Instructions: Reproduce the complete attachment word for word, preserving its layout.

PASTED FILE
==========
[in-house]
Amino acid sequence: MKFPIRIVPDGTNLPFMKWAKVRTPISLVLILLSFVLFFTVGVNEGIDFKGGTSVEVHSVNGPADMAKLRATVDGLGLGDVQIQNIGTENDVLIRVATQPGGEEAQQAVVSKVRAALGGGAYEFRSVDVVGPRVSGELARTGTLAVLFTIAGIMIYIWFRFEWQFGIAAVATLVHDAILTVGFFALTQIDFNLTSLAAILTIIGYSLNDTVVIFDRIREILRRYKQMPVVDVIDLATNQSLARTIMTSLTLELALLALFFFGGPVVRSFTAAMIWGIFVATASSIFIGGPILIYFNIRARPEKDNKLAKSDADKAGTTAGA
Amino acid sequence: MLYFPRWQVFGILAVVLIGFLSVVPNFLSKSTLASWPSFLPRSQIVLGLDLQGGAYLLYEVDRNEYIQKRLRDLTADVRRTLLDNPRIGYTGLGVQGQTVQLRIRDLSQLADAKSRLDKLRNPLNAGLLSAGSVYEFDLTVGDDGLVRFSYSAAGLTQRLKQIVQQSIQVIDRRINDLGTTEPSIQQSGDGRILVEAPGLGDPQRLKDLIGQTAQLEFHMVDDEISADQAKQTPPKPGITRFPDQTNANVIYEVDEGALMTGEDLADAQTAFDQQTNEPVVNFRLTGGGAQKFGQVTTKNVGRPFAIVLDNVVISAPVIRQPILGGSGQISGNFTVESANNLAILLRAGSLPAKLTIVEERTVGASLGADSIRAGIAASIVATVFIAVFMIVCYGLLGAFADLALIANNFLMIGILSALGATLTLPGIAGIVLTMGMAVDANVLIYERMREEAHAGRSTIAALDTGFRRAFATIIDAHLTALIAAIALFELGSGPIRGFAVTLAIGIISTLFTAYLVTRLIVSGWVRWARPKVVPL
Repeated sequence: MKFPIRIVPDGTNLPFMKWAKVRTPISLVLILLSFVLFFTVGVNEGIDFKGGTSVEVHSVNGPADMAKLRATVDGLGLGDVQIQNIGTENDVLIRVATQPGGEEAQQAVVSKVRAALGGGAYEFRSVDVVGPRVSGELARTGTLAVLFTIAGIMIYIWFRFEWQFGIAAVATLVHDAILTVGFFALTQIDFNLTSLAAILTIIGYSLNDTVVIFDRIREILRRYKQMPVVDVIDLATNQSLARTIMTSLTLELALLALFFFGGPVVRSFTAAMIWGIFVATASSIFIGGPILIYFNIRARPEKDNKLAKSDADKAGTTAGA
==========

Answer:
[in-house]
Amino acid sequence: MKFPIRIVPDGTNLPFMKWAKVRTPISLVLILLSFVLFFTVGVNEGIDFKGGTSVEVHSVNGPADMAKLRATVDGLGLGDVQIQNIGTENDVLIRVATQPGGEEAQQAVVSKVRAALGGGAYEFRSVDVVGPRVSGELARTGTLAVLFTIAGIMIYIWFRFEWQFGIAAVATLVHDAILTVGFFALTQIDFNLTSLAAILTIIGYSLNDTVVIFDRIREILRRYKQMPVVDVIDLATNQSLARTIMTSLTLELALLALFFFGGPVVRSFTAAMIWGIFVATASSIFIGGPILIYFNIRARPEKDNKLAKSDADKAGTTAGA
Amino acid sequence: MLYFPRWQVFGILAVVLIGFLSVVPNFLSKSTLASWPSFLPRSQIVLGLDLQGGAYLLYEVDRNEYIQKRLRDLTADVRRTLLDNPRIGYTGLGVQGQTVQLRIRDLSQLADAKSRLDKLRNPLNAGLLSAGSVYEFDLTVGDDGLVRFSYSAAGLTQRLKQIVQQSIQVIDRRINDLGTTEPSIQQSGDGRILVEAPGLGDPQRLKDLIGQTAQLEFHMVDDEISADQAKQTPPKPGITRFPDQTNANVIYEVDEGALMTGEDLADAQTAFDQQTNEPVVNFRLTGGGAQKFGQVTTKNVGRPFAIVLDNVVISAPVIRQPILGGSGQISGNFTVESANNLAILLRAGSLPAKLTIVEERTVGASLGADSIRAGIAASIVATVFIAVFMIVCYGLLGAFADLALIANNFLMIGILSALGATLTLPGIAGIVLTMGMAVDANVLIYERMREEAHAGRSTIAALDTGFRRAFATIIDAHLTALIAAIALFELGSGPIRGFAVTLAIGIISTLFTAYLVTRLIVSGWVRWARPKVVPL
Repeated sequence: MKFPIRIVPDGTNLPFMKWAKVRTPISLVLILLSFVLFFTVGVNEGIDFKGGTSVEVHSVNGPADMAKLRATVDGLGLGDVQIQNIGTENDVLIRVATQPGGEEAQQAVVSKVRAALGGGAYEFRSVDVVGPRVSGELARTGTLAVLFTIAGIMIYIWFRFEWQFGIAAVATLVHDAILTVGFFALTQIDFNLTSLAAILTIIGYSLNDTVVIFDRIREILRRYKQMPVVDVIDLATNQSLARTIMTSLTLELALLALFFFGGPVVRSFTAAMIWGIFVATASSIFIGGPILIYFNIRARPEKDNKLAKSDADKAGTTAGA